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Does anyone know if there is a Honda or aftermarket kit for rebuilding calipers? I think I am going to do this as I found my front brake sticking, which is contributing to my (improving but) still poor gas mileage (something like 23mpg for city riding)I also plan on replacing the pads with fresh EBC models.Thanks(and this really is the BGWWSOTI /forums/images/emoticons/tongue.gif)
 

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 does anyone have a Honda part # or should I just go with the aftermarkets?
 

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If the calipers are not leaking, then maybe you can do without the seals.

If you pump out the pistons you can clean them up with some fine emery paper, pay attention also to the caliper in front of the rubber seal and clean this area up, lube them up with a little brake fluid or some silicon grease if you prefer and refit. They should be easy to push back with just finger pressure. It is common for the caliper mounting points to seize up also , dismantle , clean with emery paper and refit using a good quality copper based grease, you can use the silicon stuff if you prefer but copper grease works just fine.
The caliper should move back and forth on its sliders easily, Refit , bleed and check for any leaks
Job Done.....:D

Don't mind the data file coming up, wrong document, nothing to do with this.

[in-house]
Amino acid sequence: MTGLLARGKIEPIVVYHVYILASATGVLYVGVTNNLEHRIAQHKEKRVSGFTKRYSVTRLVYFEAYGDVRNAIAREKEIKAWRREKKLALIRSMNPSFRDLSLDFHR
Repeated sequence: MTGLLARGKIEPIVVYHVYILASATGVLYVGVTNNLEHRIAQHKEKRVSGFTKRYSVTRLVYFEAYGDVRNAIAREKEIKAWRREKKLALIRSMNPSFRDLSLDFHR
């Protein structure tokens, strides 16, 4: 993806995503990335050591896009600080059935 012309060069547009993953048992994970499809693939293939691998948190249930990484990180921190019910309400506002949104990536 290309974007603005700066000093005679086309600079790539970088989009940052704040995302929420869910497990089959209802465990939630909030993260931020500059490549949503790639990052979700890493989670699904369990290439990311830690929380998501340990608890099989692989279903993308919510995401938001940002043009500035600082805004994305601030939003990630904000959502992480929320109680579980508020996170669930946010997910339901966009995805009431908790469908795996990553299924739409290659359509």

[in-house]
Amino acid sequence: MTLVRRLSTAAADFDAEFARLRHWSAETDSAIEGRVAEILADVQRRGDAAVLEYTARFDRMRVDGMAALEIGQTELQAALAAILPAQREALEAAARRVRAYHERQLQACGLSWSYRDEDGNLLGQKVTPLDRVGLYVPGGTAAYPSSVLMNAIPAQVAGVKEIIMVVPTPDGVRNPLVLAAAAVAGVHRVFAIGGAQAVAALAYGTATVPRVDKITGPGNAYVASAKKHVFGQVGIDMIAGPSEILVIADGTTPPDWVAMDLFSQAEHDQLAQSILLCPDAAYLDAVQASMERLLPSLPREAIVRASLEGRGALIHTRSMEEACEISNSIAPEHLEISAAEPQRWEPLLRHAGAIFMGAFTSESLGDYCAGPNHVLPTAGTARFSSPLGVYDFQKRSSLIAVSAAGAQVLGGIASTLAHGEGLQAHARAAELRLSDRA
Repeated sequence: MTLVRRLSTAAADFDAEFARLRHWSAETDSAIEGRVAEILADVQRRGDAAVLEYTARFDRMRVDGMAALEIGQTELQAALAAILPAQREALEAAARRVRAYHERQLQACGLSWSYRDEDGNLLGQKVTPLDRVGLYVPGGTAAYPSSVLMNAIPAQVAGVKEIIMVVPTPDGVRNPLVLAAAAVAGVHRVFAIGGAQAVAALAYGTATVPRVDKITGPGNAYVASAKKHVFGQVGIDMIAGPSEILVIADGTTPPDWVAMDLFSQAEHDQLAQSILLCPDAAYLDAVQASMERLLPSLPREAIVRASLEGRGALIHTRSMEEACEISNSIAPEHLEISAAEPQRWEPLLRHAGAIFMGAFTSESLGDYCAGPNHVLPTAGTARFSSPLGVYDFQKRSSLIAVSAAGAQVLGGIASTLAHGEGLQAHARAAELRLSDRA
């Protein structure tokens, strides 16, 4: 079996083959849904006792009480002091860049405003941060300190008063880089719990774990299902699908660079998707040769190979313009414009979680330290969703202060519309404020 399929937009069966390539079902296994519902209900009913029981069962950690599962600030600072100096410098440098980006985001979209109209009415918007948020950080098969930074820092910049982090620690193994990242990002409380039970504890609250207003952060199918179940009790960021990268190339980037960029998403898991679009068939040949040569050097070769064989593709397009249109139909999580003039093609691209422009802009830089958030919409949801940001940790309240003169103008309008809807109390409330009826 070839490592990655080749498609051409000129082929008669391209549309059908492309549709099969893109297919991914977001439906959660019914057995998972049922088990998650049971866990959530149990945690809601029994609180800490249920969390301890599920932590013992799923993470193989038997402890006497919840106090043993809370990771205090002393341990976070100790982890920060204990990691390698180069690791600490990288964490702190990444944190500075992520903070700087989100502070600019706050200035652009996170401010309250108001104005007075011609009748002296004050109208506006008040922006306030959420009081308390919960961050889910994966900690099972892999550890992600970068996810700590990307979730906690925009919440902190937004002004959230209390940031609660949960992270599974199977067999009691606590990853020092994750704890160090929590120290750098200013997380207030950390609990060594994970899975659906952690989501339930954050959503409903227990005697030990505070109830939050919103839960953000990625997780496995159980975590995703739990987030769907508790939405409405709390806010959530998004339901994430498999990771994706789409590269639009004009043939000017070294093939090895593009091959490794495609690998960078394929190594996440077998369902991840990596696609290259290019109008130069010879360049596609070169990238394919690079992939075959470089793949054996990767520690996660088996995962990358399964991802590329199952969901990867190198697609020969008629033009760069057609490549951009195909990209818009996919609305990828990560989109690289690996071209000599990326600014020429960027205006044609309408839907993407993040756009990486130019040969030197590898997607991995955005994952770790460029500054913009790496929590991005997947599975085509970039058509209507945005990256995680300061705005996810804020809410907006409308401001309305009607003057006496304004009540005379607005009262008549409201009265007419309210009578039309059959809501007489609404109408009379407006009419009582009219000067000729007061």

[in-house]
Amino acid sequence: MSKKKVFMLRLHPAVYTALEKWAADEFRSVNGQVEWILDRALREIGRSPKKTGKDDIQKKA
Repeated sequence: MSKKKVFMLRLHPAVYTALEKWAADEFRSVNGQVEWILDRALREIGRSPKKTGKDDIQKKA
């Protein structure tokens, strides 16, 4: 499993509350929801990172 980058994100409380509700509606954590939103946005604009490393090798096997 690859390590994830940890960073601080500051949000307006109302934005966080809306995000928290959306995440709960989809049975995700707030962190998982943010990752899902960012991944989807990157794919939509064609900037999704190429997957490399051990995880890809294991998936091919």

BB
 

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I just did a tire swap on the front of my 84 Aspy and pulled both calipers apart and cleaned all parts with brake cleaner. As I was going back together, I gave everything (all surfaces that move) a nice light coat of Havolin Gold synthetic grease. The pistons, I wiped with some DOT4 brake fluidbefore pushing them back in. The calipers are nice and free and everything moves as should. I can really tell the difference. I used to hear brake noise (rubbing the rotors) while moving. The calipers were all fairly gummed up and were very difficult to move. Everything is so much nicer now.
 

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The front calipers of my '84 1200a are practically seized I am in the process of dismantling them. when I pull the hand brake one piston moves but not the other. The one that moves cannot be pushed back in, even with a clamp. Any tips will be of great help asI have never done this before.I boughtthe bikeabout a month ago.
 

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I just rebuilt my 3 calipers on my '81 GL1100 using the K&L kits from JCWhitney. All the needed parts are included. Brakes are now like new.

When you get the pistons out pull the rubber seal out and I bet you find a crystalized build up in the groove. That was one of the things causing my brakes to bind. It took 120psi air pressure and 5 minutes blowing air in the banjo bolt hole to get the right piston out.